The McGowan Institute for Regenerative Medicine has been one of the prolific research centers at the University of Pittsburgh over the past 25 years, particularly in terms of its impact from translating discoveries from the lab to the clinic/market.
With more than 1,000 invention disclosures submitted, 220 patents issued, and 203 licenses executed, including 34 spinout companies, the approximately 250 McGowan Institute-affiliated faculty and their students have established a track record for commercial translation unrivaled at Pitt.
The director of the McGowan Institute, William Wagner, PhD, recently spoke to a gathering of regional investment professionals at a luncheon hosted by the Pittsburgh Venture Capital Association to outline the exciting pipeline of life science innovation from McGowan Institute researchers that could one day be produced in Pittsburgh, or even in outer space.
Dr. Wagner’s presentation comes on the heels of the announcement of the $100 million grant from the Richard King Mellon Foundation to establish the Pitt BioForge, a new facility for Pitt researchers, clinicians, and industry to collaborate on the development and production of personalized cellular therapeutics, viral vectors, gene therapies, antigens for vaccine development, and more.
“If it doesn’t get to the patient, we haven’t fulfilled our mission,” Dr. Wagner said, explaining that all new McGowan Institute researchers receive mentoring with a clinical and entrepreneurial focus so that from day one they are thinking not only about their science, but how to ensure that their research crosses the Rubicon into the clinic.
Dr. Wagner traced the progression of the McGowan Institute from the legacy of organ transplantation pioneered by Thomas Starzl at Pitt in the 1980s, to today, where Pitt researchers continue groundbreaking research to restore organ and tissue function.
As Pittsburgh became a global center for transplants, Dr. Wagner recounted, it resulted in an abundance of people awaiting organs. This created an organic opportunity for Pitt researchers and clinicians to begin to develop methods to try to keep the patients alive as they awaited donor organs.
Dr. Wagner pointed specifically to two innovations originating at the McGowan Institute that have made a huge impact on patients, and others recently spun out into companies and preparing for clinical trial, that are transforming patient care for those with impaired organ function.
The first was when Pitt researchers partnered with a California turbine company to create a rotary blood pump in the 1990s. That pump now has long-term survival rates in some people of more than 10 years, approaching the effectiveness of a transplant. A next-generation version being brought to market, initially in India, employs magnetics to avoid some of the issues of blood protein damage resulting from the heat generated by the current pumps.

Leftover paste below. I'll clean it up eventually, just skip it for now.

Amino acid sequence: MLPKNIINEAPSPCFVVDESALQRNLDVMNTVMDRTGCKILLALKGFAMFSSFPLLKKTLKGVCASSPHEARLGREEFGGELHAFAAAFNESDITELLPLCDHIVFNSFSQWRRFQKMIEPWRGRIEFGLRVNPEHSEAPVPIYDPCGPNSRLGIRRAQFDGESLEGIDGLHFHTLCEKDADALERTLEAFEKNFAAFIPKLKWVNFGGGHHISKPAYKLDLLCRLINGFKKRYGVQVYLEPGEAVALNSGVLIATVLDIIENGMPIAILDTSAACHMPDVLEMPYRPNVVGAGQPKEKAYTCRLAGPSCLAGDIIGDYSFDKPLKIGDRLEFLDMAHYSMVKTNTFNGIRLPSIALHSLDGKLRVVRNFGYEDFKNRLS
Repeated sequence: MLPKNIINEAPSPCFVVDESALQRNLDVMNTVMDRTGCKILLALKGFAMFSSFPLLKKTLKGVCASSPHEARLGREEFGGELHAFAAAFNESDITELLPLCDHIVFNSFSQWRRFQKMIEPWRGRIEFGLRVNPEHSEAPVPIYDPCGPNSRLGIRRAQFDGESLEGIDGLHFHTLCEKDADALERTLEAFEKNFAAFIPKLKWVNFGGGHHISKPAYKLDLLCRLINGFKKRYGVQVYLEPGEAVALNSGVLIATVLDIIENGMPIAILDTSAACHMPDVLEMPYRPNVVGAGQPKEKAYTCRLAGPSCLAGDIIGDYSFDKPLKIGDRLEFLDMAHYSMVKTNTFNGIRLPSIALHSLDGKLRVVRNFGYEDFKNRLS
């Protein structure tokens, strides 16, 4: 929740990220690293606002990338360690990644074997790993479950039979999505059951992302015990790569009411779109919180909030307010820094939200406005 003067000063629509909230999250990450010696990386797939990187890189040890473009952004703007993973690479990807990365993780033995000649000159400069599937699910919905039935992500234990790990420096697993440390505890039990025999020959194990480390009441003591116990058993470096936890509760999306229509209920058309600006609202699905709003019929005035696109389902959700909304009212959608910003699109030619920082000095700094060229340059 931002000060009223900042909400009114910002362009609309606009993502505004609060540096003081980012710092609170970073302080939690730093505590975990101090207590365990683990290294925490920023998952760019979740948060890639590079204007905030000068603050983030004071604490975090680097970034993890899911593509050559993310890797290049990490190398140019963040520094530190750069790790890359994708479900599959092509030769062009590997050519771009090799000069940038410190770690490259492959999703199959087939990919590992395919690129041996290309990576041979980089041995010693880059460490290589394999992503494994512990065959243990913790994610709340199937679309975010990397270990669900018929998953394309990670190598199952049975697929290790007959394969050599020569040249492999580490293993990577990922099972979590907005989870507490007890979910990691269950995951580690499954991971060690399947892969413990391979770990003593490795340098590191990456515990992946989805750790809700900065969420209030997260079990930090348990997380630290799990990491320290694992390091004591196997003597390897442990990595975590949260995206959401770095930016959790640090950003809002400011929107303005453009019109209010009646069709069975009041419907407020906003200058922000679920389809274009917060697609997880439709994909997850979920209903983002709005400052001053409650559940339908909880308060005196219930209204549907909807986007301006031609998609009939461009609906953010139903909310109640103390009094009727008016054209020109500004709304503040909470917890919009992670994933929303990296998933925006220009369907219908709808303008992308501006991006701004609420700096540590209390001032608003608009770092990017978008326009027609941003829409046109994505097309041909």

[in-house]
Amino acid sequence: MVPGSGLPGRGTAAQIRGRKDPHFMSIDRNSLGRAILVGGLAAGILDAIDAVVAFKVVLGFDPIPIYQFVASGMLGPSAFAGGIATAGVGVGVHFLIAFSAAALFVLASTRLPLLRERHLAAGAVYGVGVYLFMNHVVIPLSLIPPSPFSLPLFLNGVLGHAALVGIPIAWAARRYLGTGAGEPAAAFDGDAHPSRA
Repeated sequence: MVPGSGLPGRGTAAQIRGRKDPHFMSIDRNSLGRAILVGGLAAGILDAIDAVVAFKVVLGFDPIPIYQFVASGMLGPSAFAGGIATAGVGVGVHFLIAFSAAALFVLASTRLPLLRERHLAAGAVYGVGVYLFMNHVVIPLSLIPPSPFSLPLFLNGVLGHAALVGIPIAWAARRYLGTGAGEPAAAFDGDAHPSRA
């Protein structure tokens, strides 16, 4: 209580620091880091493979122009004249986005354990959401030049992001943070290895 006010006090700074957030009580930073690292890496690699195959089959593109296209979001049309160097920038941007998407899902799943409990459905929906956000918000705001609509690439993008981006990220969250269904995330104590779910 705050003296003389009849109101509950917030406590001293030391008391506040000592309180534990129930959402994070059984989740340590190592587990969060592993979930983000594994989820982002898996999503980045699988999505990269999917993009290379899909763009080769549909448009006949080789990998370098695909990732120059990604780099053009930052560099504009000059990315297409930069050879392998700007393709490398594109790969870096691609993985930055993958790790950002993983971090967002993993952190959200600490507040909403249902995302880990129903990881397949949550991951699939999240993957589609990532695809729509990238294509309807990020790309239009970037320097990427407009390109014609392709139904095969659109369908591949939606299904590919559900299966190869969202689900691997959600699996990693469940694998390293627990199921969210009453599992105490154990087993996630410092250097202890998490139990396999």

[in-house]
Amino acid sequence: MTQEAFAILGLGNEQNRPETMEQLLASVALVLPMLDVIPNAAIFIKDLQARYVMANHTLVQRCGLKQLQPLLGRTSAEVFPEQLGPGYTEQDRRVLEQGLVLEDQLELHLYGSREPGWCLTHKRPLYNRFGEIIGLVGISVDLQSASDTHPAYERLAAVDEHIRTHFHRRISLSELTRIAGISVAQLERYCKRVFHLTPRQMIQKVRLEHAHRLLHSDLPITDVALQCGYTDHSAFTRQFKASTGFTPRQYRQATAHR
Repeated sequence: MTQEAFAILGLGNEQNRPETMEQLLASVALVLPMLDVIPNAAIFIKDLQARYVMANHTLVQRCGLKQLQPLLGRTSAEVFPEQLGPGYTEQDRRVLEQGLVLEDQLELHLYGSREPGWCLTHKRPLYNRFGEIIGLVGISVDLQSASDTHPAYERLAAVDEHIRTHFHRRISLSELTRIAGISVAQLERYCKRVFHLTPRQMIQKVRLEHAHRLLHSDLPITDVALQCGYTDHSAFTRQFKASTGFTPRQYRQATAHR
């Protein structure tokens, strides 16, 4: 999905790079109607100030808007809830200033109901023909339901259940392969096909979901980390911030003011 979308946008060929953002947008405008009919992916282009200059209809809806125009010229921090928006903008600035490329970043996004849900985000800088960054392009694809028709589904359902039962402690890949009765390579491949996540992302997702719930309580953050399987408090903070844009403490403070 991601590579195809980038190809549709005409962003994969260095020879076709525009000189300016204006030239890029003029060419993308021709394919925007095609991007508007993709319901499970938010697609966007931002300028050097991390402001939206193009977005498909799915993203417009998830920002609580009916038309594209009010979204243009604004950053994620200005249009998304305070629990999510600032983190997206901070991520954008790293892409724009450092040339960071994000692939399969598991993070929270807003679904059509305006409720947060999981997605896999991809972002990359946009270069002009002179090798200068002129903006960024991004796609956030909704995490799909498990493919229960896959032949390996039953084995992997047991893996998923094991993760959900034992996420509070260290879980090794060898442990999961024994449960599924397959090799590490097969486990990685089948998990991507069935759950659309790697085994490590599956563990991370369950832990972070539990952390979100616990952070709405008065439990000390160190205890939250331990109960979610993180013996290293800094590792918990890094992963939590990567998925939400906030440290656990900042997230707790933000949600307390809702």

The second is the Hemolung Respiratory Assist System, from the lab of Pitt professor of bioengineering William Federspiel, PhD, which received FDA approval in November. The device, marketed by ALung Inc., can be used as a bridge to lung transplant and received emergency use from the FDA last year to treat critically ill COVID patients. The device removes carbon dioxide from the blood and recirculates it to the body.
More recently the McGowan Institute approach has combined both medical devices and human tissue engineering, often in tandem. Dr. Wagner called out several recent Pitt startups originating from the McGowan Institute that are taking a next-generation approach to organ and tissue repair.
- LyGenesis Inc. is using liver hepatocyte cells and introducing them into lymph nodes, which act as bioreactors to grow functional liver tissue.
- Renerva Inc. is developing a peripheral nerve matrix (PNM), an injectable gel derived from porcine tissue that promotes and supports repair and regeneration in injured peripheral nerves.
- ECM Therapeutics is employing biologic materials composed of extracellular matrix as surgical meshes and topical wound products with an initial focus on esophageal and colorectal diseases.
- Neoolife is working to replace artificial or animal heart valve replacements with polymeric tissue-engineered biomimetic valves designed to enable a person’s own tissue to regenerate.
Another key to the McGowan Institute’s success has been its ability to cultivate multi-investigator and multi-institution consortiums to produce focused innovation around specific tissues and/or patient populations.
A few examples include:
Pitt and Wake Forest University formed a consortium as part of the larger AFIRM initiative to explore restoring muscle animation and promoting scar healing for soldiers injured by IEDs.
This partnership focuses on oral, dental, and craniofacial research and development.
Pitt and the Children’s Hospital of Philadelphia (CHOP) received a $5 million grant from the FDA to develop medical devices, particularly for pediatric patients.
Pitt is leading a $22 million grant funded by the Defense Advanced Projects Research Agency to create an artificial intelligence-based platform for healing muscle injuries. Other members include Carnegie Mellon University, Northwestern University, University of Vermont, University of Wisconsin, and Walter Reed National Military Medical Center.
This consortium is exploring the creation of implantable systems employing degradable biomaterials for tissue reconstruction and regeneration. Partners include North Carolina A&T and the University of Cincinnati.
The McGowan Institute is pioneering the exploration of low earth orbit for regenerative medicine.
If you would like to learn more about collaborating with the McGowan Institute researchers, contact the Institute. Or you can explore McGowan Institute-developed regenerative medicine innovations available for licensing.